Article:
Then he went on with the broad strokes of the lockdown: classes suspended, government and private offices to wind down operations, no outsiders coming into the metropolis unless necessary, restrictions on domestic and international travel.

Again, Duterte went on the defensive:

“But it’s a lockdown. There is no struggle of power here…. It’s just a matter of protecting and defending you from COVID-19. That’s about it. It has nothing to do with the power of the military nor the power of the police nor my power and these guys beside me. It’s just an issue of protecting public interest and public health. ‘Yun lang (That’s it).”

Saying he did not have enough military and police personnel to cover every inch of the country, Duterte planned to enlist barangay captains to help enforce the lockdown.

At this point, the picture was clear, and again, the President defended his vision:

Hindi ito martial law. It is not a martial law. It’s not even something extraordinary. But what is sought to be solved here is the, again, walang iba (nothing else) except to fight the virus and to exact compliance.”

Mas mabuti talaga yung maniwala kayo (You’re better off believing),” he added.

‘Total breakdown’

The Philippines had its first confirmed case of the virus on January 30. Containing the virus is difficult, and even countries with efficient governments and health care systems are struggling to quell it. Naturally, Filipinos are afraid.

Somehow, Duterte sensed that his military approach to the matter was adding to that fear.

Military presence is a touchy subject among Filipinos still traumatized by martial law under Ferdinand Marcos, the dictator who cracked down on all dissent and criticism through intimidation, torture, and murder, as he and his cronies ransacked the public treasury.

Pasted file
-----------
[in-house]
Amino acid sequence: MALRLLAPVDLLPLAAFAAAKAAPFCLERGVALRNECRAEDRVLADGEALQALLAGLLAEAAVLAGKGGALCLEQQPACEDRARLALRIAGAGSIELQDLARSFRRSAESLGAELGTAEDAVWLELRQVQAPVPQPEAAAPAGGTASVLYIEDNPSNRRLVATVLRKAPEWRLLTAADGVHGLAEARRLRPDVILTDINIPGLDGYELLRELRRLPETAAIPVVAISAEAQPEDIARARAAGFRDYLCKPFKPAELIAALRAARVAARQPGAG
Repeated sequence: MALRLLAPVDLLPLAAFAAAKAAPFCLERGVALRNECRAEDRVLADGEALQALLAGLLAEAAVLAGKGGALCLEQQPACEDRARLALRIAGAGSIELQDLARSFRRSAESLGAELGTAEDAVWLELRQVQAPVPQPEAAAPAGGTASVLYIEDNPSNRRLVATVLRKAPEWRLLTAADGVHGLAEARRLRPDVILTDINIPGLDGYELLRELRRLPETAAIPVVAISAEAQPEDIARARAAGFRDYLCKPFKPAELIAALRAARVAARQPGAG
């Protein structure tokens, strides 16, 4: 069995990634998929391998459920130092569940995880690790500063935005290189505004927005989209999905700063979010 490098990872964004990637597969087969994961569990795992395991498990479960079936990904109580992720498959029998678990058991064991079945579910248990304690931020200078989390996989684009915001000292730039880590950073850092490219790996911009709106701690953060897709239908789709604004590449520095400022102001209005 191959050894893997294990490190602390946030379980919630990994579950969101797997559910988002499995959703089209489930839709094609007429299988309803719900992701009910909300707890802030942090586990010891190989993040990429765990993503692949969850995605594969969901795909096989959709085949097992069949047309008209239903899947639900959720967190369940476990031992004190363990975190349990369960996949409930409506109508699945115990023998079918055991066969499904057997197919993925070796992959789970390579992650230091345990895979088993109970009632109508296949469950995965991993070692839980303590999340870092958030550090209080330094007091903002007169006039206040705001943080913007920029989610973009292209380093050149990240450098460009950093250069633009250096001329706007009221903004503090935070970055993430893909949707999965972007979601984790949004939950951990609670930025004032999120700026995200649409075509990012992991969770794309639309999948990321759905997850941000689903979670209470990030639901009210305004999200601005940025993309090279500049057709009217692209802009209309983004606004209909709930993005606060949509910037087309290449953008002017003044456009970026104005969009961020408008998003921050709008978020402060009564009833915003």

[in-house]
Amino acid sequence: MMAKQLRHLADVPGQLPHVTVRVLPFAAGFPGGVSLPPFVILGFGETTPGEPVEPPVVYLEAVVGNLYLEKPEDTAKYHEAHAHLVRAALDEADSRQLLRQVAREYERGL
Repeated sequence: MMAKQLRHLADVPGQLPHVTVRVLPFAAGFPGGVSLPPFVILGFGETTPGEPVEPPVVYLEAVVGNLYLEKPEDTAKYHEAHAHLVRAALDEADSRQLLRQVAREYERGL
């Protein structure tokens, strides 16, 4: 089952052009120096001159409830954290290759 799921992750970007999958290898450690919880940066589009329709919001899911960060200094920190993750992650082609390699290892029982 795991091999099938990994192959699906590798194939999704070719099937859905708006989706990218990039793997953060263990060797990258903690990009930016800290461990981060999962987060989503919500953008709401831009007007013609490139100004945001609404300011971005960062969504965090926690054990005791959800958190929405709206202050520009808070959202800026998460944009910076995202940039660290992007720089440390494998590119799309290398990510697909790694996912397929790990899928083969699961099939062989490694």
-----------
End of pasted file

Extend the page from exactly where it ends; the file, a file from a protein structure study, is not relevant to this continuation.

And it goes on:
More recently, Mindanao just came out of two-and-a-half years of martial law following the terrorist siege of Marawi City in May 2017. It was a time of heightened tension as police and military went after extremists and communist rebels in a region long battered by armed conflict.

In so-called “imperial Metro Manila,” where people are more used to relative order and comfort, the idea of a lockdown might be alarming to some.

But for Duterte, it is the only way to fix the problem and already, he anticipates a “total breakdown.”

“Because in a total breakdown, I would need their help to carry on with the governance…. Do not try to play with ‘martial law-martial law, military.’ Pero ang sa totoo (But the truth is), in a total breakdown, public disturbance…. It’s always the military who keep things in the country in order,” he said.

He explained further:

“To do that, if things deteriorate, I said, the military and the police will maintain order. Kaya nga tawag diyan (That’s why it’s called), peace and order. There has to be peace, and that peace, nakalagay na (has to be), orderly. There has to be order in the country and that is all.”

From these words, the nation is expected to draw a sense of security and assurance that the situation will not devolve into chaos. Otherwise, they know what course of action the President has in mind. – Rappler.com

Add a comment

Sort by

There are no comments yet. Add your comment to start the conversation.

Summarize this article with AI

How does this make you feel?

Download the Rappler App!
Avatar photo


JC Gotinga

JC Gotinga often reports about the West Philippine Sea, the communist insurgency, and terrorism as he covers national defense and security for Rappler. He enjoys telling stories about his hometown, Pasig City. JC has worked with Al Jazeera, CNN Philippines, News5, and CBN Asia.